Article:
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Whoso sends forth another Lincoln book, of which there are so many, must show cause why it should be read. It is believed that the present volume will prove its own excuse for being, by virtue of the new material which it contains, if for no other reason. It is not a biography of Lincoln, nor a detailed account of the life of Herndon, but a study of their personal and political fellowship in working out the solution of a great human problem; and it should be judged by its spirit, its purpose, and its record of facts.

Every study of the kind, by the very nature of its material, presents difficulties in the matter of arrangement and form, not all of which have been overcome in this instance. Letters impede the narrative, when they do not divert attention from it, so that what is gained in color is lost in movement; and the aim has been to repeat as little as possible of what every biographer and historian must recite. Many figures cross the page, to each of whom the author has meant to be just, though it has not been easy to keep the balance when they were so often unjust to each other. Also; in view of the real service of Herndon to Lincoln, it has required some effort to be charitable to those members of the writing fraternity who have so persistently belittled the junior member of the firm.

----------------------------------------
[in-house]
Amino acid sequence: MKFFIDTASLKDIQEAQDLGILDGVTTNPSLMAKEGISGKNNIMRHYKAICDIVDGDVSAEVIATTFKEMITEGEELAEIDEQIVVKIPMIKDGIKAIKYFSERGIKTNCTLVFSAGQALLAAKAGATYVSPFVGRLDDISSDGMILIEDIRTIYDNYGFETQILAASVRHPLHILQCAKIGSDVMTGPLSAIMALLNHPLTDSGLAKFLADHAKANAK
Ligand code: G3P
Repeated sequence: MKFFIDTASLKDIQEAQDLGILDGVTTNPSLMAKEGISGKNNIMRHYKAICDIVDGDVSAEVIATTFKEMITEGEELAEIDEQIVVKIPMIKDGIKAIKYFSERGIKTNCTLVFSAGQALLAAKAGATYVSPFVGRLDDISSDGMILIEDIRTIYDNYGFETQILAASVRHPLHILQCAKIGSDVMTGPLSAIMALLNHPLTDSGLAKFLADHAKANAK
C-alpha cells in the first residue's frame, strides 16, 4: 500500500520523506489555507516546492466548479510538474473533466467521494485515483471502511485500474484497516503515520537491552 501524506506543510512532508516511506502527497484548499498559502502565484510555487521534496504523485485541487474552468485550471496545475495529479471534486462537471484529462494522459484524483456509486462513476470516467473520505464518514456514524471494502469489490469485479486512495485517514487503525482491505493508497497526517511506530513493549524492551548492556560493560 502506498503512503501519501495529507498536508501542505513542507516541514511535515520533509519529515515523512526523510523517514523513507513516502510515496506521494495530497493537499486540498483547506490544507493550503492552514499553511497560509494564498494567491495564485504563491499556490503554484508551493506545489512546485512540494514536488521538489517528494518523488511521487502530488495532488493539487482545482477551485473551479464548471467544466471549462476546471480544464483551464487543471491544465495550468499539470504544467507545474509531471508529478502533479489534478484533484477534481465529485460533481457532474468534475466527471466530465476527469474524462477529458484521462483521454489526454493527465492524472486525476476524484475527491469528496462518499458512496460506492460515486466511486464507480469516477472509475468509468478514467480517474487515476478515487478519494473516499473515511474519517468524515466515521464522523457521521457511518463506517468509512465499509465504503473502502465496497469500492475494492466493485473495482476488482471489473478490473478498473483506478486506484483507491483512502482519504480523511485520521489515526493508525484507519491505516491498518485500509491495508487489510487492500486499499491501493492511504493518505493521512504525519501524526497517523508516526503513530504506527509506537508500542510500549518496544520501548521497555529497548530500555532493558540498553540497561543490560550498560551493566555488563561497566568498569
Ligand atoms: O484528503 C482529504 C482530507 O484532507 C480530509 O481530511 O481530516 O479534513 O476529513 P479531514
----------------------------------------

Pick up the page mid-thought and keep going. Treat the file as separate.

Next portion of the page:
For the use of the Herndon-Parker letters, here published for the first time, my thanks are due to Mr. F. B. Sanborn, whose wealth of such materials is only surpassed by his generosity to his younger fellow students. He it was who saw the value of those intense and vivid letters as revealing much of the inner history of the period, making some things clear that had hitherto been dim-though he need not be held to account for the use here made of them. My thanks are also due to Mr. Horace White, for the letters of Mr. Herndon writ

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